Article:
Bruce and Russ arrived late in the day on Sunday, and hurried to get their rooms and get through the NARAM registration process. Sunday evening’s activities included a First NARAM Participants meeting. Russ was able to attend for only the last ten minutes due to the late arrival at the hotel, and missed the free pizza offered during the meeting. Following that was the Competitors Briefing. This is where the Contest Director welcomes all of the competitors and any specific range and event rules are clarified. Finally, the entries for Sport Scale, Plastic Model Conversion, and Research and Development were turned in, and most were off to finish building and making preparations for the first day of competition.
The launch site was about 15 miles from the hotel – a pleasant drive as the morning rush hour was going in the opposite direction. The site itself was impressive – very large open area covered with freshly mowed grass. Thick woods surrounded the field and recovery would be difficult outside the main launch area. The sky was overcast and the expected humidity had already set in.
The first day of competition was busier than usual with three events scheduled – “1/2A” Helicopter Duration, “A” Boost Glider Duration, and “B” Eggloft Duration. Kevin flew his last R/C Glider flight on the sport range, scoring a time that would insure a place in the top three for the event. Bruce and Russ prepared egglofters, and Russ got in a short but qualified 10 second flight with a mangled parachute. Bruce fared a bit better with 57 seconds, but was well short of the top times.
Russ had a very nice 42 second helicopter flight, but Kevin blew the competition away with a flight of nearly five minutes. Kevin chased the ‘copter south to the far end of the field, and then right back to the launch site. It then drifted completely around the launch area finally landing to the west. Several people joked that “R/C” Helicopters were not allowed! He added another 53 seconds to his total with his second flight, but no one would get close to his time. Bruce’s only flight was qualified at 24 seconds, but far from the leaders.
Kevin also had a couple of nice Boost Glider flights for a six minute total, and took an early lead in the event. Bruce’s slow start was offset in the Boost Glider event with a returned first flight of just over four minutes, and a second flight of five and a half minutes. This was enough to take first place in the event, at the cost of losing the glider. Bruce watched the model thermal away (through binoculars) several minutes after the timers lost track of it., but remarked that he would trade a glider for a first place trophy any day. Russ had a problem with his first Boost Glider flight – the model separated early from the piston pod and was disqualified. His second flight worked fine and turned in a respectable time of nearly two minutes. This put him in the running for a special award for one of the top places in Boost Glider for First Time NARAM Competitors.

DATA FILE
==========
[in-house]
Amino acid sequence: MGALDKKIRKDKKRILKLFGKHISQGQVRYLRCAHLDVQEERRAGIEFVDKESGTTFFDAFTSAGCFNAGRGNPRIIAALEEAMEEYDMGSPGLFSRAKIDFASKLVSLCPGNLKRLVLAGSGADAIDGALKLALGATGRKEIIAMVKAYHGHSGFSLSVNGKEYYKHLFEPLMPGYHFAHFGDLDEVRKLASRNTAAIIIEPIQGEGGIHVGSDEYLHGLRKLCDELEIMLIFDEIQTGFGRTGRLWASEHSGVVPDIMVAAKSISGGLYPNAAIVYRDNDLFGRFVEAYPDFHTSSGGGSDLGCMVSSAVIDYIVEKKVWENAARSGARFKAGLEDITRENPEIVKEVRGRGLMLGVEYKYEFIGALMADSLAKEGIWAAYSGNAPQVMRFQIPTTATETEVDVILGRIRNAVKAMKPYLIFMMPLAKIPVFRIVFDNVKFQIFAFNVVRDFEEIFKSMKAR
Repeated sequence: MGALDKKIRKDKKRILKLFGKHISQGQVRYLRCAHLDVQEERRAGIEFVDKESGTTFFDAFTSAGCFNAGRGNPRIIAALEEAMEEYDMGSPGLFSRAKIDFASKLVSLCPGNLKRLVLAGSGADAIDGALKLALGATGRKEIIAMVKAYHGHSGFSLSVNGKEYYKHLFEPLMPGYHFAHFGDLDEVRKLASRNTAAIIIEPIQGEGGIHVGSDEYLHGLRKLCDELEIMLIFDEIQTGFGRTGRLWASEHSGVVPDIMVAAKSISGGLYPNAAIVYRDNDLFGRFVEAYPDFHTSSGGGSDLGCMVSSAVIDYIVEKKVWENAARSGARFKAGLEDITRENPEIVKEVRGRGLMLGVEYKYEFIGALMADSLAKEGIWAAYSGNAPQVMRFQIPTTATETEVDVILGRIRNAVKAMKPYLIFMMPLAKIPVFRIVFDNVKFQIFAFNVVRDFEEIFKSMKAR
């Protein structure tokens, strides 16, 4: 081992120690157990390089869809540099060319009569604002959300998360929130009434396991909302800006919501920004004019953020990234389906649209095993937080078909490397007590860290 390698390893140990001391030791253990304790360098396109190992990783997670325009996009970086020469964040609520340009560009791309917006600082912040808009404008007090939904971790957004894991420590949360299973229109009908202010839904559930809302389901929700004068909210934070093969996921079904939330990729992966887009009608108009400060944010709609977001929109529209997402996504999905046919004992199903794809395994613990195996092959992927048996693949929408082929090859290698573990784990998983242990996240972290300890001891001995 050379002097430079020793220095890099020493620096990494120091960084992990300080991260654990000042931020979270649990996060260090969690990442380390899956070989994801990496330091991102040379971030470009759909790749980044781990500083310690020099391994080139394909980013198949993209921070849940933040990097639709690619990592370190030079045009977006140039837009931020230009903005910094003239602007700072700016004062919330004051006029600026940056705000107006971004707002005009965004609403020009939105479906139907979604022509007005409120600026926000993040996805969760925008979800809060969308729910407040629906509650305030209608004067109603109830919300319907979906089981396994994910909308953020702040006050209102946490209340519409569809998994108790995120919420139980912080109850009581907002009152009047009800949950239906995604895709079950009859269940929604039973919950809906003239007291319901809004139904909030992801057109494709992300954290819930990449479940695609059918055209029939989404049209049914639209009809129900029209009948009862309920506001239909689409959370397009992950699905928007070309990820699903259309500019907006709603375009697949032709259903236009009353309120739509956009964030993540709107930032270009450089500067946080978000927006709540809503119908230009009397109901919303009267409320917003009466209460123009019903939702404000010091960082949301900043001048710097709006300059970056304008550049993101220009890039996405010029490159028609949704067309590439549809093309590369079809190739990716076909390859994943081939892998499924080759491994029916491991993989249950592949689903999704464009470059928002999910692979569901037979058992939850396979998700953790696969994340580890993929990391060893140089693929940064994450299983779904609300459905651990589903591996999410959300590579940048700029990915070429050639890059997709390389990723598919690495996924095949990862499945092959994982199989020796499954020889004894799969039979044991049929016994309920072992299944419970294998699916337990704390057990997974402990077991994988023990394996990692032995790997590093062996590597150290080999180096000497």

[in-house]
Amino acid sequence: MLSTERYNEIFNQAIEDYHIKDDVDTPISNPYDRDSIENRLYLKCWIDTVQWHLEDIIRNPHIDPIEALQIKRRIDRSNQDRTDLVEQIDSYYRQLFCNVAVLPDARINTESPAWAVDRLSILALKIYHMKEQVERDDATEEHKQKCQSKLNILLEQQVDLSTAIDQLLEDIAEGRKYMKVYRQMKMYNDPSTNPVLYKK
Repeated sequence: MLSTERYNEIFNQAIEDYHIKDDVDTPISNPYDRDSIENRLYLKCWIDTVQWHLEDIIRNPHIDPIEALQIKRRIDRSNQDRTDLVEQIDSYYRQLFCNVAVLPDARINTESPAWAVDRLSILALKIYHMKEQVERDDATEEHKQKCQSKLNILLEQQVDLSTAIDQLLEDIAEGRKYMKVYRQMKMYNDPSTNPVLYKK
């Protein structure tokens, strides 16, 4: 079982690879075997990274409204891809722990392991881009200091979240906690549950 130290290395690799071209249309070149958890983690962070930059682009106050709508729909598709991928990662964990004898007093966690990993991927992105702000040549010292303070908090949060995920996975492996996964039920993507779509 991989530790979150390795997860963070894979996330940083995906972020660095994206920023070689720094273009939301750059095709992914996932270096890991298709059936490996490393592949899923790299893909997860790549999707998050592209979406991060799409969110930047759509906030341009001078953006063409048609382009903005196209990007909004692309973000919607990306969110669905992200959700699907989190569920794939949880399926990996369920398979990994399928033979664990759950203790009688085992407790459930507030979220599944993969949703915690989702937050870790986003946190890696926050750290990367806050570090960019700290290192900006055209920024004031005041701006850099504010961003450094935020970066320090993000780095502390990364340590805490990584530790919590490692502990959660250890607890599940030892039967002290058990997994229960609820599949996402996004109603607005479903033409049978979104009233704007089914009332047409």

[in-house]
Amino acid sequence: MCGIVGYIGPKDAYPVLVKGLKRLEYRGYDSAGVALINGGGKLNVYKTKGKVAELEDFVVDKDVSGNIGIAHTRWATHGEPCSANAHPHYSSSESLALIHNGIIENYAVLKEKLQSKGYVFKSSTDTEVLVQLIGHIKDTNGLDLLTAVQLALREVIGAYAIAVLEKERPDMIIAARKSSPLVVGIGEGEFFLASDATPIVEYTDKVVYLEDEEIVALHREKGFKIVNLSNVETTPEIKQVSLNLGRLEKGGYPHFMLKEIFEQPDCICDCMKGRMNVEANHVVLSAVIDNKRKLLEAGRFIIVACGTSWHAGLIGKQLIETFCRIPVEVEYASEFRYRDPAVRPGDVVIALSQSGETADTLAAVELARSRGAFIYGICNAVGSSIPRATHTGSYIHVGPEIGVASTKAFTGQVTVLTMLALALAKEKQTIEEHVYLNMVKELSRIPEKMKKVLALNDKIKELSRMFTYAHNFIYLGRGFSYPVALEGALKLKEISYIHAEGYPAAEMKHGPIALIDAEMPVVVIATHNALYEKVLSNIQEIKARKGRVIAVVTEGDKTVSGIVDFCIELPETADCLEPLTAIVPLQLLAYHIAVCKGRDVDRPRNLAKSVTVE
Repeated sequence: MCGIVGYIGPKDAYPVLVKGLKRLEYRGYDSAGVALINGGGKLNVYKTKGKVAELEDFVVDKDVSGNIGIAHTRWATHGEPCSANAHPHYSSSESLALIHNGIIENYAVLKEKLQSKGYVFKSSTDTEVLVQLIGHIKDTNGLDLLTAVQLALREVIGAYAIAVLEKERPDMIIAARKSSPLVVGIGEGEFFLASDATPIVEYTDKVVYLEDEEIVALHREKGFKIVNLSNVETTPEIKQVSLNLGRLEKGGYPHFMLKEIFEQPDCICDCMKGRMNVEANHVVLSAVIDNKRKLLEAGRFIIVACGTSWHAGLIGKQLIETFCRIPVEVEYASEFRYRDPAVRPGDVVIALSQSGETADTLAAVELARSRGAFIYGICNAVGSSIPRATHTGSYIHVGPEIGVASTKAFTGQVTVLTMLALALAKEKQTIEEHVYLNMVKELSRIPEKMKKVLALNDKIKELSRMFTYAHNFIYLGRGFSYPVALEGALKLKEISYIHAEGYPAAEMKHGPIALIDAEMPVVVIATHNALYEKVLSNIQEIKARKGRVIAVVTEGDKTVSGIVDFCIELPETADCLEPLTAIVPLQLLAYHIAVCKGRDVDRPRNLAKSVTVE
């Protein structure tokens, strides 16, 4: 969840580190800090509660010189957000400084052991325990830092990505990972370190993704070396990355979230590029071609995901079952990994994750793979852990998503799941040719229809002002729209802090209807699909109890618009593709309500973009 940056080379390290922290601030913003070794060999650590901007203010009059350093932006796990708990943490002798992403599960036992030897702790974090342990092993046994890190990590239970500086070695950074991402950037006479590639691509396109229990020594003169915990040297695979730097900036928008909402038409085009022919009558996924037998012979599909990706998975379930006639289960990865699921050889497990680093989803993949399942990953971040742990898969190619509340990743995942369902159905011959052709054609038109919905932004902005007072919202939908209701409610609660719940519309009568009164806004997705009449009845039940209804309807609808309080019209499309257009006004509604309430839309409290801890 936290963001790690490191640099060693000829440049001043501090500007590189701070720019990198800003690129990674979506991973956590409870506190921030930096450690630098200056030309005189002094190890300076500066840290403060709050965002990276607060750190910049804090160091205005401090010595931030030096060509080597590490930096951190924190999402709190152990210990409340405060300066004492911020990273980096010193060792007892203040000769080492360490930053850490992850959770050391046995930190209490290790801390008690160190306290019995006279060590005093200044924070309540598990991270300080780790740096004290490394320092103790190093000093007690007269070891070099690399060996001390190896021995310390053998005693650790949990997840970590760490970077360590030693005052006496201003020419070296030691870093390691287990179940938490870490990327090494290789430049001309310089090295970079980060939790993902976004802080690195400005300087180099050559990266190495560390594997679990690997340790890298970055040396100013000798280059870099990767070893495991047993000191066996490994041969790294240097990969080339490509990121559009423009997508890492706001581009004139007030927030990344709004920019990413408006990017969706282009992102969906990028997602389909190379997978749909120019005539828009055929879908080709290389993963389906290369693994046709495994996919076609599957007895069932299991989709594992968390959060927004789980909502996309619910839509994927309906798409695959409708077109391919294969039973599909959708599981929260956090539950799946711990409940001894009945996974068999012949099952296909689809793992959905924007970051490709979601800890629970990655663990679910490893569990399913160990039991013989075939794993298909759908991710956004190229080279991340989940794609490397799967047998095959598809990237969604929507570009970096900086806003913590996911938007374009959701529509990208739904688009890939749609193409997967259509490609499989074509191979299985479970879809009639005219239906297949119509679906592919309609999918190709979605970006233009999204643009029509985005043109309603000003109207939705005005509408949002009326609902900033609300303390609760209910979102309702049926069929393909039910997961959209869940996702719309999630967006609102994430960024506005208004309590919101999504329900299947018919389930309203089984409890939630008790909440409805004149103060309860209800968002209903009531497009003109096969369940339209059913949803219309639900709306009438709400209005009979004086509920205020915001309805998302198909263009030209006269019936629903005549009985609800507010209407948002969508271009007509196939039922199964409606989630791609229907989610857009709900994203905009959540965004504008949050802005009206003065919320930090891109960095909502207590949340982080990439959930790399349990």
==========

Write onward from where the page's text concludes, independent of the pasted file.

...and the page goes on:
Late in the day, a storm was moving in, and both Bruce and Russ tried to get a second Eggloft flight ready, but the rain came and convinced both to quit for the day. After returning to the hotel and checking the results, both realized that Russ had a chance of placing in the Helicopter event had he flown a second flight comparable to his first. Live and learn!
The three C.R.A.S.H. members had dinner at a nice steak and seafood restaurant near the hotel, and then each had separate activities planned for the rest of the evening. Bruce had volunteered again this year as a Plastic Model Conversion event judge, and spent the evening scoring static points for the Team Division entries. Kevin attended one of the several “beer-lofting” events held during the week, and Russ attended the Town Hall/Association meeting and spent some time meeting many of the attending rocketry vendors and other participants. This was one of the few nights during the week that there was sufficient time for a good night’s sleep. Everyone was still up past one in the morning, though.
There were no competition events scheduled this day. Instead, the first activity was a tour of the Udvar-Hazy Center (the Smithsonian Air and Space Museum annex at the Dulles Airport). The museum is a fascinating display, with too much to list here. Some highlights were an SR-71 aircraft, the Enterprise Space Shuttle, a French Concord, the Lockheed-Martin Joint Strike Fighter, and many WW II aircraft including the Enola Gay bomber, a P38 Lightning, a Corsair, and a Curtiss P-40E Warhawk. There were aircraft from every era, some as early as the Wright Brothers, and some historic spacecraft – Mercury and Gemini capsules and an Apollo test capsule.